New school bus offers valuable electrification lessons


Regulations are tightening across the world for both light and commercial vehicles, pushing the market to look toward electrification solutions to reduce emissions. In an industry that is ever-evolving, learning from use cases and maintaining flexibility is critical to optimizing performance and being well-positioned for the future.

With predictable miles traveled, driving routes charging times, and returning to a home base every evening, school buses have proven to make an ideal case study for identifying the best formula for electrification. According to the U.S. Department of Energy’s Alternative Fuels Data Center (AFDC), school buses travel about 12,000 miles on average annually [1], with approximately 85 stops and about three hours of operation per day [2]. With plenty of city driving, a lot of stops, and a variety of road conditions, school bus routes also help identify ways to optimize regenerative braking, vehicle range, hill hold issues, and grade ability needs, among other factors.

Likewise, public buses are also a core focus area for governments working to make cities and urban districts cleaner. In recent years, the California Air Resources Board (CARB) has taken aggressive action, approving a regulation for public transit agencies to transition to 100 percent zero-emission bus fleets by 2040. Under this ruling, and as part of the board’s multi-phased approach, beginning in 2029, transit agencies will only be able to purchase zero-emission buses. The board anticipates this move will result in the reduction of 19 million metric tons of greenhouse gas emissions from 2020 to 2050. This reduction is equivalent to removing 4 million combustion engine cars from the road [3].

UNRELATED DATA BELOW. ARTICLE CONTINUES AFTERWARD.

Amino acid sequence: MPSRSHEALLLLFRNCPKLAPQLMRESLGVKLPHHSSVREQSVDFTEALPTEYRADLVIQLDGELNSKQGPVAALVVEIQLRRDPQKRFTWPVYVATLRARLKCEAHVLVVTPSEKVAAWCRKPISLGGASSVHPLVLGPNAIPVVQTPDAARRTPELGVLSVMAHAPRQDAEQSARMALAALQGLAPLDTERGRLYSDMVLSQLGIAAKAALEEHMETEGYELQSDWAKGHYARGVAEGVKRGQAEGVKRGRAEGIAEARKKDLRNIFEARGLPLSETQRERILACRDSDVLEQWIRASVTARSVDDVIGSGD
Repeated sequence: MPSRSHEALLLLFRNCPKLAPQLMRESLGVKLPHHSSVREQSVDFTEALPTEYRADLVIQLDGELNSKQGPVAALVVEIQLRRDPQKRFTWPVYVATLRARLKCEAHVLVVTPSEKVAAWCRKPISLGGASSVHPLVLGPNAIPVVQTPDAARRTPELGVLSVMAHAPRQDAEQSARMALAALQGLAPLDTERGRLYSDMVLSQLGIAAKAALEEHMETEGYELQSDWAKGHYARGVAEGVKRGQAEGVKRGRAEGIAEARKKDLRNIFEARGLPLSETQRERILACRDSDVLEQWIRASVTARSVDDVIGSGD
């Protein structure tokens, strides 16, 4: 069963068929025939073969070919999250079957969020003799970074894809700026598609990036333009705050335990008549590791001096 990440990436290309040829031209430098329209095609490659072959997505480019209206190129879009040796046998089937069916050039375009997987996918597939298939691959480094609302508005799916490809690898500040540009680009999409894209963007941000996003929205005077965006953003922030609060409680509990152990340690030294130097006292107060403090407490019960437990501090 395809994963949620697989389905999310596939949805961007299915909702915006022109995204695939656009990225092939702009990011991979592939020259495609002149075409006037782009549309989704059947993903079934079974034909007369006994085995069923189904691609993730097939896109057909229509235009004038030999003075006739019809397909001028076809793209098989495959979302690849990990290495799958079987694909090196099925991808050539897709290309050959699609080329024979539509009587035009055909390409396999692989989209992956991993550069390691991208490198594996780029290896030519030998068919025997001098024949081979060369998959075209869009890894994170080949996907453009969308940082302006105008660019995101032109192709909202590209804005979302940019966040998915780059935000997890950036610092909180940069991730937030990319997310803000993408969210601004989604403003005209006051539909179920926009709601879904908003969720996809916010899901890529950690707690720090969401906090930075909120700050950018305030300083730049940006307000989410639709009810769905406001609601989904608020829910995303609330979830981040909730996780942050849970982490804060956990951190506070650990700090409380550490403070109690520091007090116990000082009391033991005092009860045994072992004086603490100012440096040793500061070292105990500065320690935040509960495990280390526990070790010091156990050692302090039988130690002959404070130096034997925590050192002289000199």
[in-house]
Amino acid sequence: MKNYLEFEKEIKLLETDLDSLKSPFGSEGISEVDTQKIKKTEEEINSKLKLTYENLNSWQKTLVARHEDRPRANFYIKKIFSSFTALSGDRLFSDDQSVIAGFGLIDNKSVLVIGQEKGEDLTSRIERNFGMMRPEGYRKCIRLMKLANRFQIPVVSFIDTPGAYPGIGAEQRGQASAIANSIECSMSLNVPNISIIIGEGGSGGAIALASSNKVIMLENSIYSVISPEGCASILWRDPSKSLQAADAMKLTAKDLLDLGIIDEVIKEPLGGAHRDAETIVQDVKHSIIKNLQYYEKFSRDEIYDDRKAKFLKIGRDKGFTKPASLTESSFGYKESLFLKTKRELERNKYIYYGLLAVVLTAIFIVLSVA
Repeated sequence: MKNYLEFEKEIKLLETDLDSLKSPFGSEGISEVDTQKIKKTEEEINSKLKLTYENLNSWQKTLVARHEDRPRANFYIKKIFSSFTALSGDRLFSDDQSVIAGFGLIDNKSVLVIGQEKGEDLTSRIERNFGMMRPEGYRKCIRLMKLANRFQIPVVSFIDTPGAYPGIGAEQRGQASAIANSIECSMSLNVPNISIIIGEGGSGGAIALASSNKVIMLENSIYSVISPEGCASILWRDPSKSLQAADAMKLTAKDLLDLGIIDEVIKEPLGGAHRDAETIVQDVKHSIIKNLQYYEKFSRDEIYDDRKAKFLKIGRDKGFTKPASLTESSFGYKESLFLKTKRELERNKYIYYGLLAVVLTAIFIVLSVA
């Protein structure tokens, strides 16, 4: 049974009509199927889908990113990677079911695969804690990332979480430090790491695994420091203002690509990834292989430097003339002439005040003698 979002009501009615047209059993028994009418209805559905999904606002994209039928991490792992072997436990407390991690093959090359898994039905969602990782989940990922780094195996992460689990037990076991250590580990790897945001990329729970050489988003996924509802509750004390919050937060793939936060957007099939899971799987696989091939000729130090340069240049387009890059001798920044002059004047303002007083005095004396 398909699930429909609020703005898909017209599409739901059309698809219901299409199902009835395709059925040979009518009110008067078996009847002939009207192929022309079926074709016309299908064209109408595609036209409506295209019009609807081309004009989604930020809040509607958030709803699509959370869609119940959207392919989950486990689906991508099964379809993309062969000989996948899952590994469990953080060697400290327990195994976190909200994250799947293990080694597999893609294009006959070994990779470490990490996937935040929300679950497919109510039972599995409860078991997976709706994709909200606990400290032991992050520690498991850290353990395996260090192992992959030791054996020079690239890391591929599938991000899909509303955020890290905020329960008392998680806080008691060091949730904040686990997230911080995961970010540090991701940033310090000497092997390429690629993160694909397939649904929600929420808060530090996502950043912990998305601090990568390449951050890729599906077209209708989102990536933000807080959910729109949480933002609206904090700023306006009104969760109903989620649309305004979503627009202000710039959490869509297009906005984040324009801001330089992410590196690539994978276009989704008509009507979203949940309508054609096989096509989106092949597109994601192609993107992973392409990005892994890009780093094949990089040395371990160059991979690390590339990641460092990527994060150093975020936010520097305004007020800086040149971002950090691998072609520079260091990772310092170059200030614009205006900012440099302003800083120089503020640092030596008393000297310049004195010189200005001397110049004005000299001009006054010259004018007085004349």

Navistar’s IC Bus brand designed a new CE Series Electric bus built with the customer in mind to meet zero-emission regulations and also deliver a range of options that can be tailored toward the customer’s budget and needs. With three variations of the CE Series Electric bus, Navistar’s NEXT eMobility Solutions unit found (after substantial benchmarking) that the new bus can surpass industry standards with its CE Max model achieving more than 200 miles in range per charge (~100 more miles than standard). With the development of the new bus and the company’s field trials, Navistar’s NEXT has identified several best practices and considerations to look for in a well-engineered electric bus.

Figure 1: Navistar electric school bus

Be flexible